By Anote Ajeluorou
He’d wondered aloud and asked plaintively when news of his mother’s passing reached him while rehearsing for his latest dance drama Because of 1914, ‘how does a poet send his mother home?’ The answer didn’t take long in coming. Quickly, he began to gather his ilk in the writerly world for a poetic feast in his hometown of Iruekpen, Edo State.
For poet, public intellectual and essayist, Mr. Odia Ofeimun, the passing of his mother, Elizabeth Onomonresoa Ofeimun, could not have been more momentous. Against the grain of orthodoxy, the old lady had named him Frederick, a non-biblical name, after that legendary man, Lord Frederick Lugard, who changed a people’s history by the famous amalgamation of 1914 that yoked the Northern and Southern Protectorates that produced a nation still in search of its soul some 100 years after.
Now, Ofeimun was rehearsing a dance piece that gives a affirmation to that historical fiat some 100 years ago when the woman who saw some affinity between his son and that white man joined her ancestors. As Ofeimun himself put the coincidence of his mother’s passing, “It suggested a poetic conjuncture requiring a second look at my personal mythology in relation to national history.
“As it happened, I was named Frederick Lord Lugard, the thug of he Royal Niger Company transformed into a statesman by his amalgamation… The poems being rehearsed for dance drama on the day she died turned out to have a lot to do with Frederick Lugard and the amalgamation. Evidently, she had something for the amalgamator, which made her return to the ancestors on that day virtually a matter of fate. Whether it was whish, will or accident, she had cornered the dance drama for the celebration of her life… In my personal mythology, Lugard has always featured as an indelible notation of origins”.
Indeed, Ofeimun’s mother, Onomonresoa, an Esan word, which means ‘daughters who will be, or are, outlived by, and celebrated, that is, taken home, by their own children’ became a focal poetic celebratory point at her death, with the gathering together many Nigerian poets at her graveside. And so she was taken home by her many ‘poet children’, who serenaded the passing of a poet’s mother.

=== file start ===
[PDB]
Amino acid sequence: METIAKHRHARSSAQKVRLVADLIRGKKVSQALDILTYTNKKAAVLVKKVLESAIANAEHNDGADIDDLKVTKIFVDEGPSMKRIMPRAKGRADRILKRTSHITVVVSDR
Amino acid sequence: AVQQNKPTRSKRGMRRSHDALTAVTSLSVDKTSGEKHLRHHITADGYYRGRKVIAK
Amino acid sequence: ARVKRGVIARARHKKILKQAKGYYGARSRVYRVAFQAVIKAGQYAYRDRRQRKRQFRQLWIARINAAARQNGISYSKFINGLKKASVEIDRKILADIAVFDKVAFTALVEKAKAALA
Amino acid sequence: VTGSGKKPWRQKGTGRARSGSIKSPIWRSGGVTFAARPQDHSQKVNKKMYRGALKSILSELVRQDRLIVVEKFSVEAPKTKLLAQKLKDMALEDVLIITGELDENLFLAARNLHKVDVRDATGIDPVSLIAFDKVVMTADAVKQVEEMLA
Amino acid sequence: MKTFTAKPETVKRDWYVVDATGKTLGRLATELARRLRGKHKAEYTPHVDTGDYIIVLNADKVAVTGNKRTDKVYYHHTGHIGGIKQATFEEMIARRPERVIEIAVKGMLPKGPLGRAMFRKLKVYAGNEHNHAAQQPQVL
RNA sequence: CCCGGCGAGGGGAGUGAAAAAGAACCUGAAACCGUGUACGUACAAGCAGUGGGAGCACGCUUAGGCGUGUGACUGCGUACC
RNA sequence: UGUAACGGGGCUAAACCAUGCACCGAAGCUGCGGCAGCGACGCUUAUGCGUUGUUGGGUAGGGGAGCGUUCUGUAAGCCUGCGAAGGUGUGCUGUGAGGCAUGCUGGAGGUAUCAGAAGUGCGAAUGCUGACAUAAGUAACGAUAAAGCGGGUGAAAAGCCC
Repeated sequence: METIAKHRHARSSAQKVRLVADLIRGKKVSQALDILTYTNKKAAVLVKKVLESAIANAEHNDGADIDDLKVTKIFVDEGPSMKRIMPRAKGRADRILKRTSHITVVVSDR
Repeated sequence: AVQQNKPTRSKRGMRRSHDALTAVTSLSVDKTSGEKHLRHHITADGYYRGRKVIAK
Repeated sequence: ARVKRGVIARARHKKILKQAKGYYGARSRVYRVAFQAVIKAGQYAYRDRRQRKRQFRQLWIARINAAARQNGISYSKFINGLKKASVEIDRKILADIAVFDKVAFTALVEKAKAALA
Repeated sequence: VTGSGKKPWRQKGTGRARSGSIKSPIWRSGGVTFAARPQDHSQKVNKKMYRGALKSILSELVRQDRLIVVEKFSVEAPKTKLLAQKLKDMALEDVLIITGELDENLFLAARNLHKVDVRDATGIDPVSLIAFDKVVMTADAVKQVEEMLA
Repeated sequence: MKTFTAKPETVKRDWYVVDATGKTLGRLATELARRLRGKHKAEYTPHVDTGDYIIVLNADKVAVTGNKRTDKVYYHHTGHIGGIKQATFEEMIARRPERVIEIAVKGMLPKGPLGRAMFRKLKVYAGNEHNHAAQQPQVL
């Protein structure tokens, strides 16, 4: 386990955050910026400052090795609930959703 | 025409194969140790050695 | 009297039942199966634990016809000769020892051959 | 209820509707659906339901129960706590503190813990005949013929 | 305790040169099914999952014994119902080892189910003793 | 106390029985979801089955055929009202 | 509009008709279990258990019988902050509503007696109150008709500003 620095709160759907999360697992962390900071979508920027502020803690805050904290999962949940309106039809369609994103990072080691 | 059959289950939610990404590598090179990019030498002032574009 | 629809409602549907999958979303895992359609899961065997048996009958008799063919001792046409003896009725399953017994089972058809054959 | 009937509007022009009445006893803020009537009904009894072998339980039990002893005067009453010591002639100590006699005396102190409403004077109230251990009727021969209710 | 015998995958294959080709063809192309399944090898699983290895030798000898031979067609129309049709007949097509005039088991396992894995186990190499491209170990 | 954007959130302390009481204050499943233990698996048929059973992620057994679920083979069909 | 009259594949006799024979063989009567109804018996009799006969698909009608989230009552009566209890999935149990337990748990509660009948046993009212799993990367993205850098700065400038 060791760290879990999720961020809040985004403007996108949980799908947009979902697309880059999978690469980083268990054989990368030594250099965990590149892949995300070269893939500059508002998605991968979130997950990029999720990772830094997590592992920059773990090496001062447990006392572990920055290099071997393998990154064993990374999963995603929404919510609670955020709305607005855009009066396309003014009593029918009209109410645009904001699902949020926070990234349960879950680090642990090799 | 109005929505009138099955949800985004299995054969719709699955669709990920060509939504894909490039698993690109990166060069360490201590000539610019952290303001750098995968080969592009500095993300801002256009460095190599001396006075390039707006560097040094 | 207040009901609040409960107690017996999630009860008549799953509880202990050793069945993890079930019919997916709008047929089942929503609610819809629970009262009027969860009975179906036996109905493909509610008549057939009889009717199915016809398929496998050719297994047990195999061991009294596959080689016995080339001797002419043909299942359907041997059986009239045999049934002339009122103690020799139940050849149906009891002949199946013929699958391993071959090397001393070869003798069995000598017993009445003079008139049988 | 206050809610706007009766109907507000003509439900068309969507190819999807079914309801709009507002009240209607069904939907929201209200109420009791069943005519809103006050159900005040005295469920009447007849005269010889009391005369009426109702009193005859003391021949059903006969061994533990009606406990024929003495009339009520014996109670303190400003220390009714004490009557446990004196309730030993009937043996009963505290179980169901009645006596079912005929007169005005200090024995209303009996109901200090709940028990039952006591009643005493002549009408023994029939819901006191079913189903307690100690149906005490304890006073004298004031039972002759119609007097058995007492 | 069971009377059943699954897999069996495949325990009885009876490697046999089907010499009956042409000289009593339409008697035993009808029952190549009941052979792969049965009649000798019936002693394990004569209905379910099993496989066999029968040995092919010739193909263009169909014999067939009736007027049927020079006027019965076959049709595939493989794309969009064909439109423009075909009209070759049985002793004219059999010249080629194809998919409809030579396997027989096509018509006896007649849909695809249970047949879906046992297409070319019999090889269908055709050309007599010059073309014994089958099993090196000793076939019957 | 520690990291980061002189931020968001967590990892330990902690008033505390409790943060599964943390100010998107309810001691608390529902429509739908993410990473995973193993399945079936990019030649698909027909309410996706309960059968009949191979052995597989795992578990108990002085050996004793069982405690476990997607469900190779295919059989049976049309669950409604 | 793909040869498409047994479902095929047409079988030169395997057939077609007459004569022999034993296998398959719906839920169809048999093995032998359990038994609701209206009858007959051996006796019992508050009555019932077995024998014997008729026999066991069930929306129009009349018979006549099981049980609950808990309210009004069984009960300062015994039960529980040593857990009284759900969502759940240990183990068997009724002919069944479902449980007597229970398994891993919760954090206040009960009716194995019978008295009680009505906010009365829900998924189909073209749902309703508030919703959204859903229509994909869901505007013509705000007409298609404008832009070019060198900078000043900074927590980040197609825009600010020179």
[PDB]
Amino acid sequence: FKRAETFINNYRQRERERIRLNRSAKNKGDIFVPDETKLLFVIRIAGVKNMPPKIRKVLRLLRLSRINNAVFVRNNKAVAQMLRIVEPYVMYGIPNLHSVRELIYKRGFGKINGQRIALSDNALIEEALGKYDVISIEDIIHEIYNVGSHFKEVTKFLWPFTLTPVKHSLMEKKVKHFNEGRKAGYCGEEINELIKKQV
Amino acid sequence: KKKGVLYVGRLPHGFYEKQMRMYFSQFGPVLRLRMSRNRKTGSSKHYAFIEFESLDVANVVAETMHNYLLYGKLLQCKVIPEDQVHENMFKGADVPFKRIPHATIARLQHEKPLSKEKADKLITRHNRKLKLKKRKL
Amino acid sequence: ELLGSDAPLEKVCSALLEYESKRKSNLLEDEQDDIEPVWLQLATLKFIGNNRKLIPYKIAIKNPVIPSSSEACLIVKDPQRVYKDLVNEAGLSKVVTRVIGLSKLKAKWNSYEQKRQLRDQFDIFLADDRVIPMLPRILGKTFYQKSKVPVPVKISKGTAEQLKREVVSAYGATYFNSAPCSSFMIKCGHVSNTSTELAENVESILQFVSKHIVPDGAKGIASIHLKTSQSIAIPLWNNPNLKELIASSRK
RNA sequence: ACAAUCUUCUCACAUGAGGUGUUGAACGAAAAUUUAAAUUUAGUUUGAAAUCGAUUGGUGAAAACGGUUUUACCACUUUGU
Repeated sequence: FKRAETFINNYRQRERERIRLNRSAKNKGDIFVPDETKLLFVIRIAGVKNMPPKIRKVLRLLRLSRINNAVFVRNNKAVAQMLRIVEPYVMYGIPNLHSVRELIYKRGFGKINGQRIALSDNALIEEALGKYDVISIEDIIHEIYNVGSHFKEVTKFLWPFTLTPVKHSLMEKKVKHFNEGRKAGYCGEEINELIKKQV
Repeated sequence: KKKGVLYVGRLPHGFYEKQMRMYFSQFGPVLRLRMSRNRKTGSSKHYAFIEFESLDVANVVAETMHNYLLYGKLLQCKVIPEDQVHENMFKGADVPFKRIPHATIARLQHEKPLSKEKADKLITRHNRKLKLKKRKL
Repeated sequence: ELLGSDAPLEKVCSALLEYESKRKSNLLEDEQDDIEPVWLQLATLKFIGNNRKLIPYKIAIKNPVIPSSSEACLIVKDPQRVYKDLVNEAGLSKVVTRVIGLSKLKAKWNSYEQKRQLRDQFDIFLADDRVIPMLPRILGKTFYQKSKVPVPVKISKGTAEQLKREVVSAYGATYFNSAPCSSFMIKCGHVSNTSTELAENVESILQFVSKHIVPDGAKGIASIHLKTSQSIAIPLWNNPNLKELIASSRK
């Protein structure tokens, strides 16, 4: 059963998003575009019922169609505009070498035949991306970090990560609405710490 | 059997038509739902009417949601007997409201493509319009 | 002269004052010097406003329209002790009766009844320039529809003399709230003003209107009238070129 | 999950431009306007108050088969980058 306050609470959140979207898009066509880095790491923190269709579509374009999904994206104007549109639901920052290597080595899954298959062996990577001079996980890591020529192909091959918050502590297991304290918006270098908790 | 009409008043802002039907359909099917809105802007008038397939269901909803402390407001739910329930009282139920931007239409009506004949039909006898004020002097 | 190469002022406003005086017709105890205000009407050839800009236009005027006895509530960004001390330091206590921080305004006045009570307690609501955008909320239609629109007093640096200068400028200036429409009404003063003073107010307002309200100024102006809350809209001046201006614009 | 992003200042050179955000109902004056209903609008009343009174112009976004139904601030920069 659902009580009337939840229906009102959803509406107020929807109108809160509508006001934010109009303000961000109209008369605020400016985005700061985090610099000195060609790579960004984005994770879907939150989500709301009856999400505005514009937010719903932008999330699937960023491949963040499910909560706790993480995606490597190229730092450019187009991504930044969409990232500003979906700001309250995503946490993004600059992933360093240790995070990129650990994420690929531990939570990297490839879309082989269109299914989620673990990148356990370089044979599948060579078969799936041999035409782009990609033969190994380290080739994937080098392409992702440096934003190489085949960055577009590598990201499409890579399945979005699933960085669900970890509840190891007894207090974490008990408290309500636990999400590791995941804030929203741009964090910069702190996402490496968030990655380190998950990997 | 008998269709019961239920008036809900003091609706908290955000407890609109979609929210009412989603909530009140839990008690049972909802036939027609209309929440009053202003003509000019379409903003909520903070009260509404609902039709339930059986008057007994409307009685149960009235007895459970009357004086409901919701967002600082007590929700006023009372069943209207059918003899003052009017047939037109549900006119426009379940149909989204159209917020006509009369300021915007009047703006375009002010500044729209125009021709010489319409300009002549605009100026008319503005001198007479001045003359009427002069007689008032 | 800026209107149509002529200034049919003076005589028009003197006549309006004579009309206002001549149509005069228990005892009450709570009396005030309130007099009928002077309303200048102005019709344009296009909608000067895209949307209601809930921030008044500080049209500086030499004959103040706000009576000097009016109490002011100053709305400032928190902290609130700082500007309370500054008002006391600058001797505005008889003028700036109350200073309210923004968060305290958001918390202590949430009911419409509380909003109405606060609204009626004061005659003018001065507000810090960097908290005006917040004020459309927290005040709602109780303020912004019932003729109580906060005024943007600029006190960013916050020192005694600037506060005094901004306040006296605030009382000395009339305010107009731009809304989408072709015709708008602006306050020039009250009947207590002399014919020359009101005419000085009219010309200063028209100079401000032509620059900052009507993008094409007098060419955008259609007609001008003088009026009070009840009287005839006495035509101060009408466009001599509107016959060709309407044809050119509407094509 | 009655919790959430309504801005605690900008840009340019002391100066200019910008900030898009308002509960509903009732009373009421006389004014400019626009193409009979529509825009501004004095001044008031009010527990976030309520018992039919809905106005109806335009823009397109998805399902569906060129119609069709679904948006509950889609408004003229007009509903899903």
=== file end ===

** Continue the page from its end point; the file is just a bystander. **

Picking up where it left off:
On Thursday, at Edo State University, Ekpoma, near his Iruekpen town, the performance of Because of 1914 was held, which, according to its writer, Ofeimun, is a drama that enables a people “to reason out their space in the enigma of history, how a people reason out their space in order to have a good life – no matter how defined; it’s the dance drama which I have given poetic accreditation”.
But the dance drama became an inkling of what poetic gesture was to come in celebrating a mother. A collection of poems, Onomonressoa, also in honour of his mother, was put together by fellow poet and teacher, Dr. Obari Gomba of English and Literary Studies, University of Port Harcourt; he was longlisted for The Nigerian Prize for Literature 2013. It’s an anthology of Nigerian poets on mothers and motherhood and features a fine blend of old and young writers.
Even the dedication of the collection is telling in its mastery of subject, “This is to you/Mama Elizabeth Onomonresoa Ofeimun/Mother of Poet, Odia the Owanlen/Mother of minstrels and minstrelsy/We have gathered our songs/To take you home”.
According to its editor, Gomba, Onomonresoa “is the first in a series examining the triumphs and travails of our times within a venturous pursuit of a thematic approach to the appreciation of poetry. Although only Nigerian poets are represented here, the evident ambition is a comprehensive coverage of a theme – in this case, the theme of mothers and motherhood – in the spirit of an international festival of creativity that proudly gives centrality to poetry.
“The suasion is simple: to celebrate one mother in the context of other mothers and motherhood in general. The result is this wide-bodied, rambling and supremely self-engrossed anthology, dutifully and artfully put together”.
After the internment of Onomonresoa in the house her son named after her, poets gathered again in the evening to properly serenade her home in a festival of songs and poems. Although her only son, Ofeimun could complete the house he built for her nor take her to see it before passing, it nonetheless became a symbolic place of songs for mothers, who have been, who are and who will be remembered by poets.
The role call was modest but impressive – Prof. Kole Omotoso, Canada-based Prof. Onookome Okome, House of Representatives aspirant, Dr. Ogaga Ifowodo, Dr, Obari Gomba, Deinbofa Ere, quo Diana-Abasi Eke, Monday Michael, the all-girl musical group, Topsticks and, of course, Odia Ofeimun among others.